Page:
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Capital improvement requests increase in Washington County

February 18, 2008|By JOSHUA BOWMAN

Over the next few weeks, the Washington County Commissioners will start reviewing budget requests from county departments for its capital improvement plan.

The six-year capital improvement plan (CIP) schedules and funds future projects such as roads, bridges, parks and school improvements. It is revised every year and is separate from the county's yearly budget.

Washington County Budget and Finance Director Debra S. Murray told the commissioners Tuesday that CIP requests for fiscal years 2009 to 2014 from all departments, including the Board of Education, total more than $800 million this year.

That amount is almost $125 million more than was requested last year.

County Commissioners President John F. Barr said it will have to be cut.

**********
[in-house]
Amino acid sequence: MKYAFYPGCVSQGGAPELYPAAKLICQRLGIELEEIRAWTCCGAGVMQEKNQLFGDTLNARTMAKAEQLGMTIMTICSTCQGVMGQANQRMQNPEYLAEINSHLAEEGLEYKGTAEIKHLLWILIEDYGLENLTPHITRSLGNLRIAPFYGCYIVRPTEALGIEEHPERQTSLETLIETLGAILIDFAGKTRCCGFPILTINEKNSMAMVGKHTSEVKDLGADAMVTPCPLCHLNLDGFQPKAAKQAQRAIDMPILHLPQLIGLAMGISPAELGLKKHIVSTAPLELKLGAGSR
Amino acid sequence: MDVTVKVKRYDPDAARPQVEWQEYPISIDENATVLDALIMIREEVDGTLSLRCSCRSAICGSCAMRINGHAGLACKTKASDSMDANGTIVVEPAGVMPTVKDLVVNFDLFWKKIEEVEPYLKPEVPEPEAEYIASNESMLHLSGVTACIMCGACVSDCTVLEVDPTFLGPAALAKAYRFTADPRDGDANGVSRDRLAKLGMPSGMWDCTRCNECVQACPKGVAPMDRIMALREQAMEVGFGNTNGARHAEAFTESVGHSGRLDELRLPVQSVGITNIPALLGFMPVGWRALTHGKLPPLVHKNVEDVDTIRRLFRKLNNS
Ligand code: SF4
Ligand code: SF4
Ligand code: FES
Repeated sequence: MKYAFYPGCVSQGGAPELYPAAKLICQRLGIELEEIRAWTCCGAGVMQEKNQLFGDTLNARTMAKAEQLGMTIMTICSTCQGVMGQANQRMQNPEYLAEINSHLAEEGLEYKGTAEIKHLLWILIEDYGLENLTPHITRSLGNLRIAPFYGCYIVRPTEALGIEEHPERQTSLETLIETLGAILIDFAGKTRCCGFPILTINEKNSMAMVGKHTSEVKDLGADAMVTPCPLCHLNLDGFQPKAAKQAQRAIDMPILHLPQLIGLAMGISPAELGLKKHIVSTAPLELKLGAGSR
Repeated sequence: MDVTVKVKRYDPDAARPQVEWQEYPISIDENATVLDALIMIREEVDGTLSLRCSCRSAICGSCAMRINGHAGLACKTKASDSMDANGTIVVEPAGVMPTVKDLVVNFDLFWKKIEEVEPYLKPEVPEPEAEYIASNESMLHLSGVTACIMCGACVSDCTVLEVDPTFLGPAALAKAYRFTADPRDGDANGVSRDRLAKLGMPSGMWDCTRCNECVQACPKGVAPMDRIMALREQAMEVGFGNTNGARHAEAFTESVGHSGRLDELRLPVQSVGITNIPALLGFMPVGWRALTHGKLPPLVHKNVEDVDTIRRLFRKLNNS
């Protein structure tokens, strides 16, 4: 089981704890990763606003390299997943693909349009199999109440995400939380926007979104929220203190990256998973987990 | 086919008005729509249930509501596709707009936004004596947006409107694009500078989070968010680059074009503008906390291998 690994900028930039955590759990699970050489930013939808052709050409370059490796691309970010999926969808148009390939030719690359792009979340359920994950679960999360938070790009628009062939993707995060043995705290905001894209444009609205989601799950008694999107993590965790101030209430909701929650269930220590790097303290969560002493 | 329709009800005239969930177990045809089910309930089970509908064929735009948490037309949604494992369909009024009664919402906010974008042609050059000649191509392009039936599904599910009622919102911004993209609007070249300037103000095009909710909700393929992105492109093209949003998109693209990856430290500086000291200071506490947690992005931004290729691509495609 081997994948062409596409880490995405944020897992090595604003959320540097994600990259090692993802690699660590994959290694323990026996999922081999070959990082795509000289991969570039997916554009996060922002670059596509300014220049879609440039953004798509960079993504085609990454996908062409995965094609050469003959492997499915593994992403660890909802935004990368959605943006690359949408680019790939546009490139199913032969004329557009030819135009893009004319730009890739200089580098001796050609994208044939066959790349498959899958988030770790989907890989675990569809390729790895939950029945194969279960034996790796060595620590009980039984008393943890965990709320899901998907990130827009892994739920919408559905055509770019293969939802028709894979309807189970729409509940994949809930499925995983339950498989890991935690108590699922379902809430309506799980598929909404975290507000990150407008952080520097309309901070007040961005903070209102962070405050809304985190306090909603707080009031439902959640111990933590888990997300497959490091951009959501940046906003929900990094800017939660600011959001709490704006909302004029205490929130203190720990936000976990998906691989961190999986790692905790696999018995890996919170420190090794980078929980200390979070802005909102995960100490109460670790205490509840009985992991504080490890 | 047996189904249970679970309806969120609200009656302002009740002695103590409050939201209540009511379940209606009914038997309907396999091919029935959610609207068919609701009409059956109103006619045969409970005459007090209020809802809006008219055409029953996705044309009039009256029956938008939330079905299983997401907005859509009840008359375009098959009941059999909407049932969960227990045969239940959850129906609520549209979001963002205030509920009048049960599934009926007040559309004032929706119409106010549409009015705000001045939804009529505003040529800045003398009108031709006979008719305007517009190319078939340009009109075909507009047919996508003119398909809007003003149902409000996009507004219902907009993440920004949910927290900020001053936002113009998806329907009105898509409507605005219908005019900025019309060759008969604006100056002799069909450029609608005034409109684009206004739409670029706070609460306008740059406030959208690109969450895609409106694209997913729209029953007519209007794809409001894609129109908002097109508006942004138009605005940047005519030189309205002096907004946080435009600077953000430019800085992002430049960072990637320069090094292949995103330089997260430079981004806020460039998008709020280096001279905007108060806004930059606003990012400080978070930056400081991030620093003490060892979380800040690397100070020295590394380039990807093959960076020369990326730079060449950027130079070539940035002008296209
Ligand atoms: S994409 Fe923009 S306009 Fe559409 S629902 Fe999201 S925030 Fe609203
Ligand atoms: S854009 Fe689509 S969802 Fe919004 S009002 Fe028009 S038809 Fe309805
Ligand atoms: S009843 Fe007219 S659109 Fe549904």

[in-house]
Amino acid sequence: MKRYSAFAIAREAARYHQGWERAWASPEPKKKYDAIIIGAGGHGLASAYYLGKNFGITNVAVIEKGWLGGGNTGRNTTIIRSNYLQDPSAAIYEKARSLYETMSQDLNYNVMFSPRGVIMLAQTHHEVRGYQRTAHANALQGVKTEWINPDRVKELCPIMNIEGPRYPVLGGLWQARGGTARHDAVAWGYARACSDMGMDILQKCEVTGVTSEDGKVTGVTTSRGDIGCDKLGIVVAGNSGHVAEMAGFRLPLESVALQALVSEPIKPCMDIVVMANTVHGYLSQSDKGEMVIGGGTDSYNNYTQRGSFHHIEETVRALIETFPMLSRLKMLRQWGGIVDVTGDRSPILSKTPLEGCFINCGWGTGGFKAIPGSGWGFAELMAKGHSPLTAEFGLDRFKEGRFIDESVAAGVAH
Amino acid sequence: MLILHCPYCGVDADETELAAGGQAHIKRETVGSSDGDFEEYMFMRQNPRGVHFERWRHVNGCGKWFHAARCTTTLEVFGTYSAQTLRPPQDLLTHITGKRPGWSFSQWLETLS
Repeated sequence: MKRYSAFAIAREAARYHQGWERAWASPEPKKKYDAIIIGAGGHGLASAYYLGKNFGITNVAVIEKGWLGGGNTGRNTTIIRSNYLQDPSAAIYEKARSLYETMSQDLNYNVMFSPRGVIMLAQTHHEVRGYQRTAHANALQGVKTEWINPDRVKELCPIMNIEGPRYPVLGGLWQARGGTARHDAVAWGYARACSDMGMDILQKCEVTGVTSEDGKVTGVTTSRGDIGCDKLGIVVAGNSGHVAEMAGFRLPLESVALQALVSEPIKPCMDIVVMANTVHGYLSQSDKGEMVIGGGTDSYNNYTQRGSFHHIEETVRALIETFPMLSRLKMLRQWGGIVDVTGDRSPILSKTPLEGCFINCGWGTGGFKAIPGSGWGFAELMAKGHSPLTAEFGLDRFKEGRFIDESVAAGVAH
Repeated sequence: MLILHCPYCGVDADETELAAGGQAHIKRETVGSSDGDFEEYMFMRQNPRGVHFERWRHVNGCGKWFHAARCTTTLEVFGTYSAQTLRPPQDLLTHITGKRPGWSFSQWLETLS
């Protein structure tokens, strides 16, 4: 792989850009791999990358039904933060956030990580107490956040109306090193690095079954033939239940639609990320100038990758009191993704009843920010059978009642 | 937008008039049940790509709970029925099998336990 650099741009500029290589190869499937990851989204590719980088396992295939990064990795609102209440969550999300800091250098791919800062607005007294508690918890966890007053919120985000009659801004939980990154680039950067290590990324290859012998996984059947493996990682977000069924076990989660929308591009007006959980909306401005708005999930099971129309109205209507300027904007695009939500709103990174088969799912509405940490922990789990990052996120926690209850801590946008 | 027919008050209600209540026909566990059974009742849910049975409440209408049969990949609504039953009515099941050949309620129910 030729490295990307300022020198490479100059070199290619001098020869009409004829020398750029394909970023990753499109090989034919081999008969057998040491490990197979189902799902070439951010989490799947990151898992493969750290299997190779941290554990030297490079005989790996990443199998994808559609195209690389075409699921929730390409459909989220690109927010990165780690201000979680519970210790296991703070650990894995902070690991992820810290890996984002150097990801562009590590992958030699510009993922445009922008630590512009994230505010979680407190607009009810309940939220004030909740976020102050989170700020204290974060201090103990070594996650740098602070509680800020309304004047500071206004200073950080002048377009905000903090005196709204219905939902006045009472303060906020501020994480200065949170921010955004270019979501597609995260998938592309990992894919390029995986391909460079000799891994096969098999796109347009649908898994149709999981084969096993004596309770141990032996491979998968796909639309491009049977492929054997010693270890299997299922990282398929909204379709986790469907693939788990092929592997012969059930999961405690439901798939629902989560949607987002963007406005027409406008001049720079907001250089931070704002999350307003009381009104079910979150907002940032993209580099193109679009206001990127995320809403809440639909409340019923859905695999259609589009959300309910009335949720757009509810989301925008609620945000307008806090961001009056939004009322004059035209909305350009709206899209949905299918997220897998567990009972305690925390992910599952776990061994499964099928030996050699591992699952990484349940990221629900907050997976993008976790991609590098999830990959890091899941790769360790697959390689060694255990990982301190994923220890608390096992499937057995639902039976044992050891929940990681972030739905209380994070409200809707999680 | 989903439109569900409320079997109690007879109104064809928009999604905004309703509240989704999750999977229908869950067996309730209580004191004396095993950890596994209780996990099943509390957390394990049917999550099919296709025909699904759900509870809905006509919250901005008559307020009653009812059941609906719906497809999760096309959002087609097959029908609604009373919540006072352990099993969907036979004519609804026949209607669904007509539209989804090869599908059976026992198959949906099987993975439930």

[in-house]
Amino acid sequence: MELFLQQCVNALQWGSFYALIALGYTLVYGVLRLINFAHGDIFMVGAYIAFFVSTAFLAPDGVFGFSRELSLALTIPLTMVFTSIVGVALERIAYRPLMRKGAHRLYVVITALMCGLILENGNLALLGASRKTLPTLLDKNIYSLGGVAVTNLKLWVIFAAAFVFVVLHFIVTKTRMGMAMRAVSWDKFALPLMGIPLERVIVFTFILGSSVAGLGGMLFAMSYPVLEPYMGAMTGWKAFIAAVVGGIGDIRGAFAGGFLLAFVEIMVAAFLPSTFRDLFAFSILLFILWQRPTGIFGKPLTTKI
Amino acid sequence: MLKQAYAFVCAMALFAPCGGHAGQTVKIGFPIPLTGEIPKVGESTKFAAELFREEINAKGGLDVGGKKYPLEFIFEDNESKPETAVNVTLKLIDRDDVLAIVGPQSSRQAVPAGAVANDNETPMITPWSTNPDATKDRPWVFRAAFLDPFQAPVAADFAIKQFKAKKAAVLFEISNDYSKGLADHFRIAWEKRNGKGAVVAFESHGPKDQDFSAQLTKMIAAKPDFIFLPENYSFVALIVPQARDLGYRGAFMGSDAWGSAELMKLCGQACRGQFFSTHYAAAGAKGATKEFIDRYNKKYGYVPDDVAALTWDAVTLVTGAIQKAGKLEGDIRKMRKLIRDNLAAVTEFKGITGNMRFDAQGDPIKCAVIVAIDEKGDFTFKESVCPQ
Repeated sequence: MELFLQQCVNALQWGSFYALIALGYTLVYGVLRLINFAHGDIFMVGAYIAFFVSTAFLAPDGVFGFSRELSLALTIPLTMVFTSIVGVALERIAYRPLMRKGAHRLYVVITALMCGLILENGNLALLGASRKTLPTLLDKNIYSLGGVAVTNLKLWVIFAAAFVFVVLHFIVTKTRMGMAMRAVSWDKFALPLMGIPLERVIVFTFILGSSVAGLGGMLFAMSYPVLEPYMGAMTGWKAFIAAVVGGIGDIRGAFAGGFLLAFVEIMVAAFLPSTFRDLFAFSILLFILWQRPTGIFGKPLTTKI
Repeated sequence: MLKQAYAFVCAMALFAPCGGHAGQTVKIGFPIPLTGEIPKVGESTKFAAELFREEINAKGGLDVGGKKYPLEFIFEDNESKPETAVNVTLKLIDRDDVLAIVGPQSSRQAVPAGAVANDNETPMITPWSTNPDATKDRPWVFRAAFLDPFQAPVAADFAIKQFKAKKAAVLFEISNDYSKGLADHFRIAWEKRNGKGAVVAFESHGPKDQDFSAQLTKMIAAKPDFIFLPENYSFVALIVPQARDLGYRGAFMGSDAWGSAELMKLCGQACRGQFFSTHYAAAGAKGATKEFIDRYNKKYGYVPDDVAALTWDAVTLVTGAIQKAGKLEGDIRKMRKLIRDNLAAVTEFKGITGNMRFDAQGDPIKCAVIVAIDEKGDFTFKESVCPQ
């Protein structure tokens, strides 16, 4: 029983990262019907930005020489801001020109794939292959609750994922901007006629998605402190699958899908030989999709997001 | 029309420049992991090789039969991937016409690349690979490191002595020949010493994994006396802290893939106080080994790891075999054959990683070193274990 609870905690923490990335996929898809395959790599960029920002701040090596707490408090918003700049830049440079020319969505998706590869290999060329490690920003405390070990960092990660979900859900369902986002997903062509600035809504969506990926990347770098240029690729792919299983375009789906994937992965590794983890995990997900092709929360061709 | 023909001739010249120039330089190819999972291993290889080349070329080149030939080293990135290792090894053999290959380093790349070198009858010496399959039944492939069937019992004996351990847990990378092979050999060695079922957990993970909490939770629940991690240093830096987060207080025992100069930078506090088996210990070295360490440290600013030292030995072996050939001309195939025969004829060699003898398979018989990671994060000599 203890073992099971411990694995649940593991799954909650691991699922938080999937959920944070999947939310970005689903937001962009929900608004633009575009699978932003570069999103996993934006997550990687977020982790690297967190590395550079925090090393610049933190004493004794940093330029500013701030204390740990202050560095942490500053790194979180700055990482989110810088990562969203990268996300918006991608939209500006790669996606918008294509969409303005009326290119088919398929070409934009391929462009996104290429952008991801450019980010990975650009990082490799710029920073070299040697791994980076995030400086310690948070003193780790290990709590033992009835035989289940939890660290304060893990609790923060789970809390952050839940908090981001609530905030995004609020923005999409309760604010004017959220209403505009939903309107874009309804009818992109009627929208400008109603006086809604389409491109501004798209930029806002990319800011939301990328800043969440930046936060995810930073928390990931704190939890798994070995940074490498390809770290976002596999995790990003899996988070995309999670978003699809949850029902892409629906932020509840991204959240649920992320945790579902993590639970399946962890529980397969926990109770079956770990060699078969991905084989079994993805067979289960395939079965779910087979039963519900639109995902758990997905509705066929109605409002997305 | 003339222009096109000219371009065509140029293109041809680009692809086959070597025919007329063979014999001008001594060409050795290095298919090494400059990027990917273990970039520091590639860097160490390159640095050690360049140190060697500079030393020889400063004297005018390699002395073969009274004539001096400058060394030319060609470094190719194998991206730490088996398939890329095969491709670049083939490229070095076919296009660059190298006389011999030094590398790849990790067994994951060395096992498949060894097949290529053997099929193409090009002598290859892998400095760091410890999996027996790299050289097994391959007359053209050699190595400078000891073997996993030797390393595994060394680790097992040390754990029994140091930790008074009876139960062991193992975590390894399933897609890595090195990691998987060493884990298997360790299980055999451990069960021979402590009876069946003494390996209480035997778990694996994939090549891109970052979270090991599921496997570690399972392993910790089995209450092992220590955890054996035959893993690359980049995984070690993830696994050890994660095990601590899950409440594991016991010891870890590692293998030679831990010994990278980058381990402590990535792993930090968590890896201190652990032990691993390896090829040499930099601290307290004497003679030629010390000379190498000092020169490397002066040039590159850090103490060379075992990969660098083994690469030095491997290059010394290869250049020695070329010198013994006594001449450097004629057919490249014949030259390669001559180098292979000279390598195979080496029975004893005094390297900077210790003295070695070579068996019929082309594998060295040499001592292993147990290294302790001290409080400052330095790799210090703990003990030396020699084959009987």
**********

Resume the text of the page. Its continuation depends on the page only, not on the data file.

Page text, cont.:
"There is no question," Barr said. "Even if the economy turns around, it's just not possible."

More than $100 million eventually was shaved from last year's CIP requests, which ended up totaling $540,980,302.

Barr said similar cuts to most or all departmental requests will have to be made this year.

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"We just don't have that kind of money," Barr said.

To help prioritize the yearly deluge of CIP requests, Murray introduced a ranking system last year that divided requests into four categories - vital, essential, necessary and discretionary.

Those categories have been expanded and reorganized this year to "essential," "desirable," acceptable," "deferrable" and "hold."

Projects are categorized and then ranked within their category based on additional criteria.

And topping the list in this year's CIP update?

A $430,000 upgrade to a pump station on College Road.

It is immediately followed on the list by more than $72 million in improvements to four of the county's wastewater treatment plants - Winebrenner, Conococheague, Smithsburg and Antietam.

The expansion of the U.S. 40 and Edgewood Drive intersection, upgrades to the county's emergency communications system, and the renovation and expansion of the Washington County Free Library's Central branch all made the "essential" category.

Expansion of the county's detention center and a new high school in the eastern portion of the county fell under "deferrable."

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